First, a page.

Weeks 85-86 – Waiting for the Sun

My friend Rodolfo met me at the airport. His friend drove us to his other friend’s house, where I’ll be staying.
Next morning I did a quick tour of the city with my reliable Brompton. Although, to tell the truth, it wasn’t so quick: it took 3 ½ hours. I passed by Sugarloaf mountain, saw Christ the Redeemer from afar, rode along Copacabana an Ipanema beaches, climbed to Vista Chinesa. I finished the day watching the show Unicirco, where Rodolfo is the head coach.

For the following day I was planning to go to Grumari beach, about 60 km from the place I was staying. However, the weather worsened, it was cloudy and cooler. As an alternative I went to Christ the Redeemer, cycling all the way up. After 20km of continuous assent I reached it just before it got covered with fog and clouds. I even got to the less popular and crowded Miranda Santa Marta, with nice view nonetheless. On the way out I got caught by heavy rain and rode like that for the next couple of hours. Needless to say I was drenched.

When I was performing at La Nouba there were a few Brazilian artists, it happened that one of them, Katia, came to visit her family while I was in Rio. So, we met up at a famous establishment Confeitaria Colombo and she showed me the Selarón Steps, a renown attraction.

Rodolfo took me on tour of a favéla, a glamorous one, with rooftop restaurants and even a hotel. We were whisked all the way up through winding roads by moto taxi. We had lunch with an incredible view of the city. My stereotypical vision of favélas clashed with the reality. Maybe people living there are just as happy as anyone else. We survived a walk down, we weren’t robbed or even harassed. Although at one point I was surprised seeing a Kalashnikov in a guy’s hands. I almost asked to take a picture with it but Rodolfo didn’t think it was a good idea.

With a slightly better forecast I decided to check out faraway beaches. Trying to save a bit of time and energy I attempted to use subway to get to nearest bike pathway but was turned away by a guard. I guess Rio is not as Brompton-friendly as other places. Oh well, what’s extra 9 km in the big scheme of things… I cycled, passing through Copacabana, Ipanema, Leblon, Pepino, Pepe, Réserva, Macumba, Prainha (surfers favorite), and finally arrived at Grumari Beach. Most of it was on a bike pathway built for the 2016 Olympics. A small part of it collapsed and instead of fixing it the government just blocked it with concrete slabs. Without any alternative, people still use it but it became a steeplechase. At the beach, the skies were grey, the waves were high and nobody was in the water, except surfers. I didn’t brave to go in either. So, my 60 km quest for a better beach didn’t come to fruition. And I still had to go back.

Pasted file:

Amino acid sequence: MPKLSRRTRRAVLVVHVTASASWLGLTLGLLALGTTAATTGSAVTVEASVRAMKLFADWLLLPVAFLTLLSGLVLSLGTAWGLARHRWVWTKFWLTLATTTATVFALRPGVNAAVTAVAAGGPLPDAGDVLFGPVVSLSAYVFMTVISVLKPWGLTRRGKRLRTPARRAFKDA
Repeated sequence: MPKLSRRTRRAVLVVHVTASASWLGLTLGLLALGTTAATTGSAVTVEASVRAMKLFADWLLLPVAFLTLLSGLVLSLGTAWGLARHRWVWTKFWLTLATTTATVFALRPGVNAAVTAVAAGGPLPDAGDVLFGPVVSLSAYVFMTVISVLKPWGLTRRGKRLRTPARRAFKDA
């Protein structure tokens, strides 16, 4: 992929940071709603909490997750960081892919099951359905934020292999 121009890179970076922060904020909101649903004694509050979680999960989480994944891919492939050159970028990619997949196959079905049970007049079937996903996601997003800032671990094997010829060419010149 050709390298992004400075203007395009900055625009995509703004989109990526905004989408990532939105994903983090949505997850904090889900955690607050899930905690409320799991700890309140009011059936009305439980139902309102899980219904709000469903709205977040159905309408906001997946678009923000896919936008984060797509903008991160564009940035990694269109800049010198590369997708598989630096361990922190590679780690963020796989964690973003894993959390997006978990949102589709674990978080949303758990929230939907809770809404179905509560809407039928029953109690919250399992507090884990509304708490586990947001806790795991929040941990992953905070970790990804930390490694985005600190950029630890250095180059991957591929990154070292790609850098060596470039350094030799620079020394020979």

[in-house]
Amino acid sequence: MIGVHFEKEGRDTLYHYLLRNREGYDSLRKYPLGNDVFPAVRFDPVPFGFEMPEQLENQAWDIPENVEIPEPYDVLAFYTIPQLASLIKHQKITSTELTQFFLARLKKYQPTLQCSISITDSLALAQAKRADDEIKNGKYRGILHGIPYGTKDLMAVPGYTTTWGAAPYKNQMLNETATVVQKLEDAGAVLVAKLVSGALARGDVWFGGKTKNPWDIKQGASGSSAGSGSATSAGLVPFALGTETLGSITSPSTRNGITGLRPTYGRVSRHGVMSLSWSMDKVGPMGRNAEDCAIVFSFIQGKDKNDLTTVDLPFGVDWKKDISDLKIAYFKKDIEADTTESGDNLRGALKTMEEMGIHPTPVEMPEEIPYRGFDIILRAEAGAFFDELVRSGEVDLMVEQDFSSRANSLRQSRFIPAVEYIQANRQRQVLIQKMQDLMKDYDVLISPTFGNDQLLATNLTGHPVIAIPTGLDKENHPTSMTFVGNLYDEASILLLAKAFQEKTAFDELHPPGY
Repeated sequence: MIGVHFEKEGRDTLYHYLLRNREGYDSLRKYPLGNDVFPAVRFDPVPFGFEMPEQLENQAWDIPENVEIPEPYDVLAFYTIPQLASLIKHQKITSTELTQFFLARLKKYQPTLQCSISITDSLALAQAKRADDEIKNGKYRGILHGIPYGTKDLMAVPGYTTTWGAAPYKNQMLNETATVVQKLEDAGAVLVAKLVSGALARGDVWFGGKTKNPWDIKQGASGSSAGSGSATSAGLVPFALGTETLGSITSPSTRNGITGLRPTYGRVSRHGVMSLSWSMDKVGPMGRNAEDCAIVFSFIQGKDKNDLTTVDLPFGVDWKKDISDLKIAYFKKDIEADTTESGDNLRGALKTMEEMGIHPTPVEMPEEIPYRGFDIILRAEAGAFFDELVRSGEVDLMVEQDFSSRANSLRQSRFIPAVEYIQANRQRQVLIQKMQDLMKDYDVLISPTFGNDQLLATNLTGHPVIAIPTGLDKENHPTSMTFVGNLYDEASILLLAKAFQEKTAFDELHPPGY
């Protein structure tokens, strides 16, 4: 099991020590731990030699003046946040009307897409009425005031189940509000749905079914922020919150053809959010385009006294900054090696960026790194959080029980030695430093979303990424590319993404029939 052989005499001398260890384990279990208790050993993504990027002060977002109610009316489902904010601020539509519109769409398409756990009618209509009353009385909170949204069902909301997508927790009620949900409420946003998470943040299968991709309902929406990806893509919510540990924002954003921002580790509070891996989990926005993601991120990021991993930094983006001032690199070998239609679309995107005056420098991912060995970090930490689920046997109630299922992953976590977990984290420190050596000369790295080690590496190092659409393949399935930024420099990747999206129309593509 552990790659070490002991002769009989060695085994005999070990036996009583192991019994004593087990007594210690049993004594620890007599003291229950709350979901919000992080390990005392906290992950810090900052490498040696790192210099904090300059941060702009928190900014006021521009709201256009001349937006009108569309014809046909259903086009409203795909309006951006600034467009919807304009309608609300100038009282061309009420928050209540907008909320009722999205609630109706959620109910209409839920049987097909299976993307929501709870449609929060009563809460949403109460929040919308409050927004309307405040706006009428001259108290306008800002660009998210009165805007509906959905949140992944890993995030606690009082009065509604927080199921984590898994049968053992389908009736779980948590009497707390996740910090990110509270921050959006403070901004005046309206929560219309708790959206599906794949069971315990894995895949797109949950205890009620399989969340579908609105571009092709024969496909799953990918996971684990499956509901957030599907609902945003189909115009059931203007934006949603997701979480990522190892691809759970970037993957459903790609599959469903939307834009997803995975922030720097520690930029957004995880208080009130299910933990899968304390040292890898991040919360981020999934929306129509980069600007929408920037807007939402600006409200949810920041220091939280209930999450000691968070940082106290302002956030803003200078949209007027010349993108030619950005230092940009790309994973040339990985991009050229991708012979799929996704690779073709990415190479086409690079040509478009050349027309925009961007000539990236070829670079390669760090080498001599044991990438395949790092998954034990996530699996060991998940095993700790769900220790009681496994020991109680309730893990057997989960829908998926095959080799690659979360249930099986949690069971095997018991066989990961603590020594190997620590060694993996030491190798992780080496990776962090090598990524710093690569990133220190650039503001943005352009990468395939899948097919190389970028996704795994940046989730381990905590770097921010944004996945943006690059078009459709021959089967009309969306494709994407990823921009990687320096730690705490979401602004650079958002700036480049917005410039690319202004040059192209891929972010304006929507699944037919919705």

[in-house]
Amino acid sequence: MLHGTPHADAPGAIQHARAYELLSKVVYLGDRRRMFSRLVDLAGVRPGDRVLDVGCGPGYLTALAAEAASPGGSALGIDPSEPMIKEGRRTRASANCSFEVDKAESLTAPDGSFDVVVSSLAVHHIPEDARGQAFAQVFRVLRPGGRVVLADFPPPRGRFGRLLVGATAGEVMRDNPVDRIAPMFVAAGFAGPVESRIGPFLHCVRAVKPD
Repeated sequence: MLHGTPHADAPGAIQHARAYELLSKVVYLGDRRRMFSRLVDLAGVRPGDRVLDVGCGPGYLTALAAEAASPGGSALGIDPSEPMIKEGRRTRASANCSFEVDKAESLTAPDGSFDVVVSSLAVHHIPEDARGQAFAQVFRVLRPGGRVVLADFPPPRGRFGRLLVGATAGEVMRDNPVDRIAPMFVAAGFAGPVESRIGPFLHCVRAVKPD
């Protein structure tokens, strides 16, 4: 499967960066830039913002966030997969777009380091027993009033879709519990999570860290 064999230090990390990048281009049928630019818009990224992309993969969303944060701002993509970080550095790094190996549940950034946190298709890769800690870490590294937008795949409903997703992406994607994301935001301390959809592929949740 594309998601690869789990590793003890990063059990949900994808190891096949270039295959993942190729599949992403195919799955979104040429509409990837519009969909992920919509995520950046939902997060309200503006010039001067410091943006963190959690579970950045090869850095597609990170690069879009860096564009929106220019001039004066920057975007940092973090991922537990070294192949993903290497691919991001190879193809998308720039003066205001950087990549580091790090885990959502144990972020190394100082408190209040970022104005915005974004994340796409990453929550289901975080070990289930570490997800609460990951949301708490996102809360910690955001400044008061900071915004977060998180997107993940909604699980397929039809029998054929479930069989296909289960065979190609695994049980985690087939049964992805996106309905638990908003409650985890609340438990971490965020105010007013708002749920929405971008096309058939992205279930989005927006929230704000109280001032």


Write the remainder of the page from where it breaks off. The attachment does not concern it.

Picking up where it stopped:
When I reached Ipanema I stopped to get Açaí ice cream. I ordered big bowl as a reward but was given huge one, even for my appetite. Then around Copacabana I got distracted looking at a sand sculpture and cycled too close to a bordure. Instead of just breaking I tried to push it away with my foot but my speed was too high and I had a spectacular fall – resulting, miraculously, in only minor bruises. The roads in Rio are like washboard, cycling on them for the last few days made my front wheel get loose. Luckily, I realized it before it fell off.

The next day turned out to be a sunny one. I used it to go to Sugarloaf Mountain to get a clear view of the city. After two cable car rides I disembarked on the top it. I was even allowed to bring my bike with me so I didn’t have to risk locking it on the streets. From there you get a 360° view of the surroundings and it’s quite impressive. I stayed a good half hour enjoying the spectacular views. For the rest of the afternoon I cycled along the beaches but haven’t actually enjoyed the beach because I didn’t come prepared, thanks to the uncertain weather forecast.

Undeterred, I decided to get some sun on the following day: I would not bring any cameras or valuables (Rio is notorious for petty crimes), bring a swimsuit, towel, sunscreen and would enjoy one of the famous beaches. However, I opened my eyes to the sound of rain coming down hard on the roof. It seems Rio’s weather was playing cat and mouse with me. I only have two days left here, it will be a shame not to spent a few hours on the white sand of Copacabana or Ipanema.